Thursday, 14 November 2013

John Major: he is the boy eh?

Just after throwing a well-aimed spanner into Cameron’s PR machine with his call for a windfall tax on greedy energy companies, Major’s gone and done it again. This time he has pointed out what most sentient beings had noticed - that our government is dominated by posh toffs from public schools. That this has taken so long to hit the headlines is largely down to a media who feature a significant number of chinless charmers themselves. Even when Nadine  ‘LOOK AT MEEE!’  Dorries described Osborne and Cameron as being ‘two posh boys who do not know the price of milk’ the fuss lasted barely a day. 

Then up pops one of the few politicians to merit ‘elder statesman’ to state the obvious. And lo! There is concern around the land. Scribes scribble and pundits ponder...
Or not. 93% of our population did not attend public school. 

To be judged by your ability, your performance and your character is the norm for most of us. The idea of relying on relationships, contacts and networks established before you were fully formed is not only weird, it is also anti-meritocratic. A glance at the loathsome picture of the Bullingdon boys says plenty about their values too.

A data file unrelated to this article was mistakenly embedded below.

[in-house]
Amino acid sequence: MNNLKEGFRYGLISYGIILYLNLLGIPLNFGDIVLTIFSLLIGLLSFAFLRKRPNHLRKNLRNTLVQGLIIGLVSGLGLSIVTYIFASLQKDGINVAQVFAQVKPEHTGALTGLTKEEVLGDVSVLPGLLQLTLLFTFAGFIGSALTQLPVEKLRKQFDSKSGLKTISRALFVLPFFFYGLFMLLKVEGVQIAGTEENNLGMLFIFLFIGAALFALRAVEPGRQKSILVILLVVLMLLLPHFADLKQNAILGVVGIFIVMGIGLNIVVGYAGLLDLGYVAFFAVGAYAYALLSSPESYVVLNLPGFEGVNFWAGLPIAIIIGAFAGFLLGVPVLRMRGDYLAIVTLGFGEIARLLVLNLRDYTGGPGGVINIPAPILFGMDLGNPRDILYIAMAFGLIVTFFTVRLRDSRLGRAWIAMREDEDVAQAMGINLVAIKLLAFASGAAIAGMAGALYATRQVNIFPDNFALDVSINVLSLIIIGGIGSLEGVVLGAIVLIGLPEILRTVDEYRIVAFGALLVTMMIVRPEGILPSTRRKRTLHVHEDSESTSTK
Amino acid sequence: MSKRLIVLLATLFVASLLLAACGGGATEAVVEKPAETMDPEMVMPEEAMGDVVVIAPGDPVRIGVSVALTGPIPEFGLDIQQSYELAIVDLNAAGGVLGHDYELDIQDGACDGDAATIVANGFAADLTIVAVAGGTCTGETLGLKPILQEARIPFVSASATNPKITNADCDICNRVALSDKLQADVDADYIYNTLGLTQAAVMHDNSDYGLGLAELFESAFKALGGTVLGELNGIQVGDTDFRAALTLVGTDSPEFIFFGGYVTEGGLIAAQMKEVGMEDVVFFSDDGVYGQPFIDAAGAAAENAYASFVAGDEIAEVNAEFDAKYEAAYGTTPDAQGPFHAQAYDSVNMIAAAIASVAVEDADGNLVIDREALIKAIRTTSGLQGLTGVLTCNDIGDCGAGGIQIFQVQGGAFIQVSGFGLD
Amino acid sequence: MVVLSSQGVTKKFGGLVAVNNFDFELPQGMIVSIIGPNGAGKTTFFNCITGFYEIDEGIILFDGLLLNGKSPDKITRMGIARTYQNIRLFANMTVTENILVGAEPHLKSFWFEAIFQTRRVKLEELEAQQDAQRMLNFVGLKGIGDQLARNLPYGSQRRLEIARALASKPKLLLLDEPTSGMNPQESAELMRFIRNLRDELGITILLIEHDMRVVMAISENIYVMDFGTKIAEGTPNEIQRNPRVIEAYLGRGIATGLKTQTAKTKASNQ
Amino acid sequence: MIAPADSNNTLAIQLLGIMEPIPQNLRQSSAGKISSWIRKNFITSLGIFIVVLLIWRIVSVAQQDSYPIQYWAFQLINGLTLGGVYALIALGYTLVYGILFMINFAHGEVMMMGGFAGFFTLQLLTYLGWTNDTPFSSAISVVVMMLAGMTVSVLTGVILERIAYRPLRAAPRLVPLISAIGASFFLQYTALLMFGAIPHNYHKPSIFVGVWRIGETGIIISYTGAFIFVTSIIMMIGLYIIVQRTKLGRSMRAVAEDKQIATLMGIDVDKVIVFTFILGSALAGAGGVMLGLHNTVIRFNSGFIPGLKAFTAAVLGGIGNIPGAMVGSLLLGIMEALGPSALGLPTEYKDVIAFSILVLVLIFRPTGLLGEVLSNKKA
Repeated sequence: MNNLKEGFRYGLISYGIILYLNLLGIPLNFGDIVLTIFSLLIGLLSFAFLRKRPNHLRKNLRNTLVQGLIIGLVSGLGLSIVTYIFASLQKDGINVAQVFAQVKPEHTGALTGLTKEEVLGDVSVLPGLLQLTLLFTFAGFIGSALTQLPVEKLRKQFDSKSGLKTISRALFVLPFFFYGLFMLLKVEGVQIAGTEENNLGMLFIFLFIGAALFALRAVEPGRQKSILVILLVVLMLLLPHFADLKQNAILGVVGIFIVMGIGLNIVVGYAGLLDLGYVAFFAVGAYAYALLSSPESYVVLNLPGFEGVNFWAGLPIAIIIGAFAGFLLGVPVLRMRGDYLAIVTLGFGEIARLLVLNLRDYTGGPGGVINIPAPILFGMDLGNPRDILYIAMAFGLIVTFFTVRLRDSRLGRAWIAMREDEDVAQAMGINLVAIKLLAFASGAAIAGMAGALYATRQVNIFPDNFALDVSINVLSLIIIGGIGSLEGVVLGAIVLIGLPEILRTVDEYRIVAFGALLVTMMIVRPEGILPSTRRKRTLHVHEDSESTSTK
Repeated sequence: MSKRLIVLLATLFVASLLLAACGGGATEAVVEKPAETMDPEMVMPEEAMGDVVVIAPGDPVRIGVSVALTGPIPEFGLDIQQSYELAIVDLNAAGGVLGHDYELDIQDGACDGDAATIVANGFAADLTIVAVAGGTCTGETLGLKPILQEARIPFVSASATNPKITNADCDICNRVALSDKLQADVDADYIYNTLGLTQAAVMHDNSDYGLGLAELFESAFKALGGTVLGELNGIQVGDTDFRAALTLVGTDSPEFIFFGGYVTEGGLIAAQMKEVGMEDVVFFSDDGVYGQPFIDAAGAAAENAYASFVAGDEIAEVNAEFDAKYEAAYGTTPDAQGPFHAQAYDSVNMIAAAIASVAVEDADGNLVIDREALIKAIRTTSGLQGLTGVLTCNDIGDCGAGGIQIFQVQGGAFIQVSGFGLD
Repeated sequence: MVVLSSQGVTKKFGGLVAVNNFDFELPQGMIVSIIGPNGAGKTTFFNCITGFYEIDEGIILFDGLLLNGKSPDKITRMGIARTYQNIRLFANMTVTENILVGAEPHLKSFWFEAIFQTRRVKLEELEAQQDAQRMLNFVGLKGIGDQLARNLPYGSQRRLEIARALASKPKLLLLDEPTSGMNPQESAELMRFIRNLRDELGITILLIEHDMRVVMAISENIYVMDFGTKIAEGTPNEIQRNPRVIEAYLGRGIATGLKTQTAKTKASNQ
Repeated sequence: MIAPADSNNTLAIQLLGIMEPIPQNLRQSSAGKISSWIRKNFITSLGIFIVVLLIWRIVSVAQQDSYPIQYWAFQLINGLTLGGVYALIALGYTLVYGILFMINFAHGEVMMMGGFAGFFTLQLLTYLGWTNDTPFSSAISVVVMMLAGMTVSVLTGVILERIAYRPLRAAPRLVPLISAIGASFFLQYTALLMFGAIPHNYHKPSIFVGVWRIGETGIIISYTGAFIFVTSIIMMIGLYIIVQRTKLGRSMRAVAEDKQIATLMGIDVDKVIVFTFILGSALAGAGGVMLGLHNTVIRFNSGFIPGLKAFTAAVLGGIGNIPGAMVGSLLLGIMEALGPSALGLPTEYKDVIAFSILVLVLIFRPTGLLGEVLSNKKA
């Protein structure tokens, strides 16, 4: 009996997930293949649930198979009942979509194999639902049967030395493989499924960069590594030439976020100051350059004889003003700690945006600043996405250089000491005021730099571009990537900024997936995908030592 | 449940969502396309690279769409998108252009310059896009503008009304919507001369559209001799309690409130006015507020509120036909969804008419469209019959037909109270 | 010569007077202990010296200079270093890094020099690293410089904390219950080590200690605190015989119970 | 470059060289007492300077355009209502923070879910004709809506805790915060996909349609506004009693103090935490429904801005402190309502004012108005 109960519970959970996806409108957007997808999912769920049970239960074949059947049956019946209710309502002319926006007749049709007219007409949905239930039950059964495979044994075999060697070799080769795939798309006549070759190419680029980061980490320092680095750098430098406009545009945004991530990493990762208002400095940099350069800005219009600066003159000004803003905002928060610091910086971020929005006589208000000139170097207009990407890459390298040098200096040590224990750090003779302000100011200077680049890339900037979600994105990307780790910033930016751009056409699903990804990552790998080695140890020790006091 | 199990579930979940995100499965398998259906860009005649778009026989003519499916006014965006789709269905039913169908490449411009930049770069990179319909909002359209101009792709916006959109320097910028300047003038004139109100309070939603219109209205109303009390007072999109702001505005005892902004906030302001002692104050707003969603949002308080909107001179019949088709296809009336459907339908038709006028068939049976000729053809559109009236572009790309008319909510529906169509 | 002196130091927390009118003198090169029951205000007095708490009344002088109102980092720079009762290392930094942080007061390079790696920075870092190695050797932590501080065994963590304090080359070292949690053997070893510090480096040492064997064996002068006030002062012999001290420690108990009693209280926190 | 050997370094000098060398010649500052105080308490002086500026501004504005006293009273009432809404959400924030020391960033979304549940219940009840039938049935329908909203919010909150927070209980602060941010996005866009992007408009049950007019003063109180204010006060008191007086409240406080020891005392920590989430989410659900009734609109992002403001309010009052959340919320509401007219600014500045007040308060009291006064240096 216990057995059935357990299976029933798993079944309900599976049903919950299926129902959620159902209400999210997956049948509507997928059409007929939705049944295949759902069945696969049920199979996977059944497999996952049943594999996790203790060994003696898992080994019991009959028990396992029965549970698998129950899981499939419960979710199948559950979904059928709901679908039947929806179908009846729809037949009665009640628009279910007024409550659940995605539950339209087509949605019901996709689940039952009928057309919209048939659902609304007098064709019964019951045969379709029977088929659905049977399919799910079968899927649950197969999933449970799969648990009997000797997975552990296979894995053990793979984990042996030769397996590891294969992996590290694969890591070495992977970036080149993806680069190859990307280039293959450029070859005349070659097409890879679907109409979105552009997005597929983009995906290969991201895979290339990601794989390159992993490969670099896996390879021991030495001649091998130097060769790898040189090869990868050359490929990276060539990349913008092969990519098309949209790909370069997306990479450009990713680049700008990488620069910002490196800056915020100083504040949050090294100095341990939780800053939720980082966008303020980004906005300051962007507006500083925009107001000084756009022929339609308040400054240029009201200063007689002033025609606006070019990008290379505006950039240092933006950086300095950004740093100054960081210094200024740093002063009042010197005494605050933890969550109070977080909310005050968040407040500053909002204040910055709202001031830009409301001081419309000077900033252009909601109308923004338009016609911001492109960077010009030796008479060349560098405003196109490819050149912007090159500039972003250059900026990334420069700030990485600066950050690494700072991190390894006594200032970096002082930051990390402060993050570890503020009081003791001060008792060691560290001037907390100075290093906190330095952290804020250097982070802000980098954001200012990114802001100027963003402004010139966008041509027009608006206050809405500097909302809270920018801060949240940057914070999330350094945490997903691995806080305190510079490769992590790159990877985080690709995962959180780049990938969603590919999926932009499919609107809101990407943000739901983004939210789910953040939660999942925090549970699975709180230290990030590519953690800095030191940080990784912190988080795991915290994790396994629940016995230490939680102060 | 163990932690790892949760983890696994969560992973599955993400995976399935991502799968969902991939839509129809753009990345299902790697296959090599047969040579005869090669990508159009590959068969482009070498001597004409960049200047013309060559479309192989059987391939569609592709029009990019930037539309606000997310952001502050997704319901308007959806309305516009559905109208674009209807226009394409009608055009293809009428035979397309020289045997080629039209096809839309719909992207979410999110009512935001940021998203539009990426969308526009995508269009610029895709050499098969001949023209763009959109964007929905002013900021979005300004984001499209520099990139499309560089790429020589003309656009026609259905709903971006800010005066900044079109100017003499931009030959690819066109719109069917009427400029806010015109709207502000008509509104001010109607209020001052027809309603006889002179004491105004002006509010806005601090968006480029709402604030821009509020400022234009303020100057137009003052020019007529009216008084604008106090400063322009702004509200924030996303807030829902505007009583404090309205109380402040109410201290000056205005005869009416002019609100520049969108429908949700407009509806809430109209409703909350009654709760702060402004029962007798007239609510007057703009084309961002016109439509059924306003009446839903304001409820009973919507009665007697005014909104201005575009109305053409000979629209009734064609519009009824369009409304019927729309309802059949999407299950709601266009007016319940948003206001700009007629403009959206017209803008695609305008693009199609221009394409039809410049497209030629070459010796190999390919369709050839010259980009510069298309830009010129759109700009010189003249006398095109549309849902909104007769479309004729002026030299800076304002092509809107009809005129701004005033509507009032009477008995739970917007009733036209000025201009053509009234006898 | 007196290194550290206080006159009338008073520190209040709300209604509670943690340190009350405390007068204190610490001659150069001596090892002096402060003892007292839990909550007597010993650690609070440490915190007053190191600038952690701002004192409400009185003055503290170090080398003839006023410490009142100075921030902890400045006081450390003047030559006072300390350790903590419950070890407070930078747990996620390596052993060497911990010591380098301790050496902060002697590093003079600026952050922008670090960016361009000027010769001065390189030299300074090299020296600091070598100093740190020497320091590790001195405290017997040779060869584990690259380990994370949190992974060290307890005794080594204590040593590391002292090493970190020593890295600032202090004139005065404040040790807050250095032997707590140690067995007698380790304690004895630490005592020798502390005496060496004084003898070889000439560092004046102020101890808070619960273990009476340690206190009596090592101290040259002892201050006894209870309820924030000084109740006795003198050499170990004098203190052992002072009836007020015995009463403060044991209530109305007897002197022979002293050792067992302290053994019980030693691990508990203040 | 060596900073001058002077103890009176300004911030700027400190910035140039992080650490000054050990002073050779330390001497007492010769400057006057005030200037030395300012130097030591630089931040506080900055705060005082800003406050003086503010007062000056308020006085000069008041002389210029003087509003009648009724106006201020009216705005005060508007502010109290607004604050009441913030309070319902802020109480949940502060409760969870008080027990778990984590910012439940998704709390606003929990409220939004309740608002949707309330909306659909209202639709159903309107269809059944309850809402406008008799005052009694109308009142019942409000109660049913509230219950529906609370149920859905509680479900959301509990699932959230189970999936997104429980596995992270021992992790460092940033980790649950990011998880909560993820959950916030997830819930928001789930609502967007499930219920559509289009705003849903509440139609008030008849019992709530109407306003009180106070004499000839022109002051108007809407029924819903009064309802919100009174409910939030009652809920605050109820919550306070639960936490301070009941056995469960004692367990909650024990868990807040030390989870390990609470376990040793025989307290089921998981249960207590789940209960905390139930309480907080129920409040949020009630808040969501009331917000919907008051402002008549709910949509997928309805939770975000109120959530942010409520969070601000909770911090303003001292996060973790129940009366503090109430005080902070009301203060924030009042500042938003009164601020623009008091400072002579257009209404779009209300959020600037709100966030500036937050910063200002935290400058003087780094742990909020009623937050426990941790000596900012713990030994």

It is not just that we are run by a cosseted elite. Many of them have never had what is commonly known as ‘a proper job.’

“In recent years, we have witnessed the 'rise of the spad' - the special advisers who went from carrying ministers' bags to becoming MPs and then ministers themselves. The leaders of all three major political parties - prime minister David Cameron, deputy prime minister Nick Clegg and leader of the opposition Ed Miliband - were all spads prior to securing seats in the Commons.
So, how many cabinet and shadow ministers can claim to have worked in the 'real world', rather than the cosy political bubble of Westminster?
A HuffPost UK analysis of the employment backgrounds of the 33 people who attend cabinet found that 11 of those ministers (33%) worked, at some stage, as special advisers, political researchers or speechwriters before being elected to parliament. For Labour, it's an even higher proportion: the current shadow cabinet consists of 32 people, of whom 14 (44%) worked in politics, as spads or researchers, before joining the Commons or the Lords.” Huffington Post 14/11/13

For many of these bright young things, politics is a jolly game and the differences between public school educated tories and public school educated labour politicians is slight. 

The consequences of something as brutal as the bedroom tax are way beyond their ken.

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